Bernie The Prisoner

Bernie stared at the floor, afraid to glance at the clock again. Time was dragging on. Two more minutes. Two more long, agonizing minutes until freedom.

His fellow captives had spoken of nothing but this day for the last month or so. Was it a rumor, were they really going to release us? Some believed; others were not so sure. There had been broken promises before, the food would improve, exercise time would expand. Just more broken promises.

It’s time! As the clock slowly moved into the appointed hour, the guard said, “Let’s do this in an orderly fashion, people. Stand up slowly, and march single file through the door and out into the courtyard.”

The captives did as instructed. Bernie led the way, and as the outside doors swung open a ray of sunlight attacked his eyes, and he momentarily shrank back. Then Bernie’s desire for freedom engulfed him, and he ran out into the courtyard. Free at last!

Bernie ran for what seemed like an eternity. All those months of captivity, being held against his will. All of that wasted time, spent in cramped cells, listening to his captors drone on. Now he was free. The sun never felt so good, the air never seemed so fragrant.

Then he stopped.

“They’ll come back for me” he thought. They’d told him so. They’ll come and get me, and the questions will be even tougher. The time of indoctrination will be even more intense. Oh yes, they will take me back. Haven’t they already stuffed enough into my brain?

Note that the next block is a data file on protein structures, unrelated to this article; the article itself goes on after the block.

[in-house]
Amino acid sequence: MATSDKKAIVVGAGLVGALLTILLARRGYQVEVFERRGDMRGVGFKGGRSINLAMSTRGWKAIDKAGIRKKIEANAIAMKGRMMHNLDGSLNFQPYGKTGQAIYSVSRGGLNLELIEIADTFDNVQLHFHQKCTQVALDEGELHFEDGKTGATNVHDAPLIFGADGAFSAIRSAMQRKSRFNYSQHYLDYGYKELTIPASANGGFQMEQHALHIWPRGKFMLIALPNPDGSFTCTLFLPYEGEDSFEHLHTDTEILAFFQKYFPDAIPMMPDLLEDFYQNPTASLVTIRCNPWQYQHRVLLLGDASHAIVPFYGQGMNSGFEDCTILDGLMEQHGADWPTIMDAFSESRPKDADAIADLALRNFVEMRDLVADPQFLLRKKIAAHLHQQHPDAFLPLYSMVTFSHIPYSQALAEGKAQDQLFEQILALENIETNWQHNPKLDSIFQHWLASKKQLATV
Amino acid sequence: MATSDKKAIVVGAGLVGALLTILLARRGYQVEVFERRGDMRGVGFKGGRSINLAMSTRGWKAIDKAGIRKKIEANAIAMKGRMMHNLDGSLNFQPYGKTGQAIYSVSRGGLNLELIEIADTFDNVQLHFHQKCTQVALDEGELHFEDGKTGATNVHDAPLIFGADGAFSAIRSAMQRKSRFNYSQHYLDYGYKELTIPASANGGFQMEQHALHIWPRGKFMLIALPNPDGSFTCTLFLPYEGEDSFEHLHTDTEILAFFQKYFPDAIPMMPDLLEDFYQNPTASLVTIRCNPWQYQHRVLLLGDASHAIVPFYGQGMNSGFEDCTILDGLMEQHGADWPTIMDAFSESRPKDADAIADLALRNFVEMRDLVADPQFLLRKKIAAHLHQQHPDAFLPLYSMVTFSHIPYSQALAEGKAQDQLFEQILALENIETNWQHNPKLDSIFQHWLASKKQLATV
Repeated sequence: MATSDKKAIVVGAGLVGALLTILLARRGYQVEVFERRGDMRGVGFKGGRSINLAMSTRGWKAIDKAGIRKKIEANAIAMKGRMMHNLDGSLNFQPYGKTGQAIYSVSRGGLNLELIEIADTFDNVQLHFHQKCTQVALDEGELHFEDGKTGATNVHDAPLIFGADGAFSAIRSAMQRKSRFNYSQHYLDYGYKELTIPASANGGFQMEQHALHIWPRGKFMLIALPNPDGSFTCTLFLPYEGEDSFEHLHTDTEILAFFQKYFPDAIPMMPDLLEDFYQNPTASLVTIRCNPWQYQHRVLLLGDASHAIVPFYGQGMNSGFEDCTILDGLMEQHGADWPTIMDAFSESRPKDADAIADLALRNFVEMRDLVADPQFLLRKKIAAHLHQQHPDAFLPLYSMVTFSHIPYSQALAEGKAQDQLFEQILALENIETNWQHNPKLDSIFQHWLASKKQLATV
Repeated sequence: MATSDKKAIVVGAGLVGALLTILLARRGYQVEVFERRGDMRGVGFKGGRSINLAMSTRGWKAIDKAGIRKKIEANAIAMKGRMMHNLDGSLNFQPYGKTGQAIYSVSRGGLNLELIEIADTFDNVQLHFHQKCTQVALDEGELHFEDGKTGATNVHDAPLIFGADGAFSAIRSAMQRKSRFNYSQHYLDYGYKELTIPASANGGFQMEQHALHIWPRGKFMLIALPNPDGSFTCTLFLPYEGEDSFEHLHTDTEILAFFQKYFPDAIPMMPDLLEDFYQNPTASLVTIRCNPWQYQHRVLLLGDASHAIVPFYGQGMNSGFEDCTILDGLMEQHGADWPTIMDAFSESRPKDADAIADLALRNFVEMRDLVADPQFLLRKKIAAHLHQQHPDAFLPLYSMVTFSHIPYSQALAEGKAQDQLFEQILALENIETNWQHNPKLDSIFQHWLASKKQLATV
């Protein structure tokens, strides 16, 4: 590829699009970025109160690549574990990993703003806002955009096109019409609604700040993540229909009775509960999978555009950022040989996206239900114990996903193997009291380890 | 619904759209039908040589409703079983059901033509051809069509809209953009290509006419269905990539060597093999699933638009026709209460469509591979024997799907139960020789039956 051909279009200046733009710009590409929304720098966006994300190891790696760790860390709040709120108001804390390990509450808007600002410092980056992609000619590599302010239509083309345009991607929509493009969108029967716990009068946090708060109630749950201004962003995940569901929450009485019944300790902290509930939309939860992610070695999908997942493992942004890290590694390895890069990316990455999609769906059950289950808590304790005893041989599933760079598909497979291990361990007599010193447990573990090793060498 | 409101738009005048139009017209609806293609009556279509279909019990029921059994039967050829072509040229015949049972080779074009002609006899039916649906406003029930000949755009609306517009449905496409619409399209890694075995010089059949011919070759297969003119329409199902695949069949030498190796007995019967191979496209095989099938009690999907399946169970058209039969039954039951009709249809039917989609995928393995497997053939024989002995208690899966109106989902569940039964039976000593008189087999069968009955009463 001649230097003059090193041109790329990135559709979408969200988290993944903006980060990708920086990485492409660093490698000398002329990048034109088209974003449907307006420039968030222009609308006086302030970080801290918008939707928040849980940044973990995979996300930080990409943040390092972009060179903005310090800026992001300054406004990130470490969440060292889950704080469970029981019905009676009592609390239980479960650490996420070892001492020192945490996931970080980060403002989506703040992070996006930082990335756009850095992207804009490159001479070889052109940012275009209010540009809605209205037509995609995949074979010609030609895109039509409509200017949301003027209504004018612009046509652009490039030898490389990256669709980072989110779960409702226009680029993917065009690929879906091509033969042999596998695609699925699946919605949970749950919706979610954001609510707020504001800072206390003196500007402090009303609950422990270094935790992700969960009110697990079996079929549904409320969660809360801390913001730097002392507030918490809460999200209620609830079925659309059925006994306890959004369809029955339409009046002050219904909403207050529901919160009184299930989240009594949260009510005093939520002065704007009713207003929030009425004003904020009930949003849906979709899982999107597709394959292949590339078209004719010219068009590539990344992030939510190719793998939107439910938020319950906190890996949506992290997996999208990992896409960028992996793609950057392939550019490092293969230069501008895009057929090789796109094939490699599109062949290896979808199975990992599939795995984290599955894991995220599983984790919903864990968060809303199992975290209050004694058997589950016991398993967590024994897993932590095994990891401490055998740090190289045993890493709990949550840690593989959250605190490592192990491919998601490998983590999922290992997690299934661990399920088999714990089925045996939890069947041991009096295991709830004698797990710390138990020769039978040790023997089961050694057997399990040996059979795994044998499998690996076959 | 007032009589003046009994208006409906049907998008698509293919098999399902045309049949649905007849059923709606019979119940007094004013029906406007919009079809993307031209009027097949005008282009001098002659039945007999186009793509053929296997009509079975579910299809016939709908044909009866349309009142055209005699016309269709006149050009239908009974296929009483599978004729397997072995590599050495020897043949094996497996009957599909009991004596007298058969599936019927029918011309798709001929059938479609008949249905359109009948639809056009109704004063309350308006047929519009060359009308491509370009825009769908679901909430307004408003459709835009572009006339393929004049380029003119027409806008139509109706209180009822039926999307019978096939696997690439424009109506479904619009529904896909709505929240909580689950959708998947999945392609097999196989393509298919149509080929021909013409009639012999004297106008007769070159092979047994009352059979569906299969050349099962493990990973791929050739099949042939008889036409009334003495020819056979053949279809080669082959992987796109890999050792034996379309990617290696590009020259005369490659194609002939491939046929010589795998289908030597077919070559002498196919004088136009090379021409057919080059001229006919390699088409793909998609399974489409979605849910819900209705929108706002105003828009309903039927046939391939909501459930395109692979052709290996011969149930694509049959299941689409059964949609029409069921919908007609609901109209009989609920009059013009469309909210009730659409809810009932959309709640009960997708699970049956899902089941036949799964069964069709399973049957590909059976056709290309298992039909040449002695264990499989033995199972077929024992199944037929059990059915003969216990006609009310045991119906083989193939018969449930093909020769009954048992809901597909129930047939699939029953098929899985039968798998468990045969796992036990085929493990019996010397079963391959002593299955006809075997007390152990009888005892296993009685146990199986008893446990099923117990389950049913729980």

No doubt about it, second grade was going to be even tougher than first. The teachers were actually going to expect Bernie to read! Where is their humanity?

Didn’t you feel like that when you were a kid? Like school was some kind of gulag where you were sent to be reprogrammed? Do we really need algebra in our daily lives? Mr. Briggs at Central Union High School gave me the only “D” grade I ever received. It was in geometry. Yecch. I finally told him one day, “Mr. Briggs, I don’t care what “X” equals.” That was my problem, that stinkin’ “X”.

I couldn’t wait to get out. I thought that when I was free of school I could quit learning and finally live.

My education had just begun.

Since leaving school I have learned a great many things. Life does that to you. You learn good things and bad things, things that will help you and things that will not. We call it wisdom. There is a difference between wisdom and knowledge.

When I graduated from school I had knowledge. I could tell you all about the Civil War, photosynthesis, poetry and grammar.

Now I can tell you about how to apply those things. That’s the difference. Wisdom is knowledge rightly applied.

Many of us know what is right, but choose to do otherwise. That may be knowledge, but it sure isn’t wisdom. People tell me that God is okay with their sin, that somehow, God is going to break the rules just for them. This is deception at its worst.

Instead of trusting Christ, many today insist on using human wisdom alone for answers to eternal questions. Karl Vallentin, a Munich comedian illustrates this. Walking on a stage where everything was dark except for a small area under a street lamp, he began to look for something on the ground. He told the policeman who came on the scene that he was trying to find a key, whereupon the two continued the search. Finally the officer asked, “Are you sure you lost it here?” “Oh, no,” said Vallentin as he pointed to a corner, “It was over there, but here is where the light is!”

“This is the verdict: Light has come into the world, but men loved darkness instead of light because their deeds were evil. Everyone who does evil hates the light, and will not come into the light for fear that his deeds will be exposed. But whoever lives by the truth comes into the light, so that it may be seen plainly that what he has done has been done through God.” (John 3:19-21 NIV)

We all need wisdom, but we had better get it from the right source. God’s wisdom isn’t always popular or easy, but it is always right.

Still not good at math… Jerry

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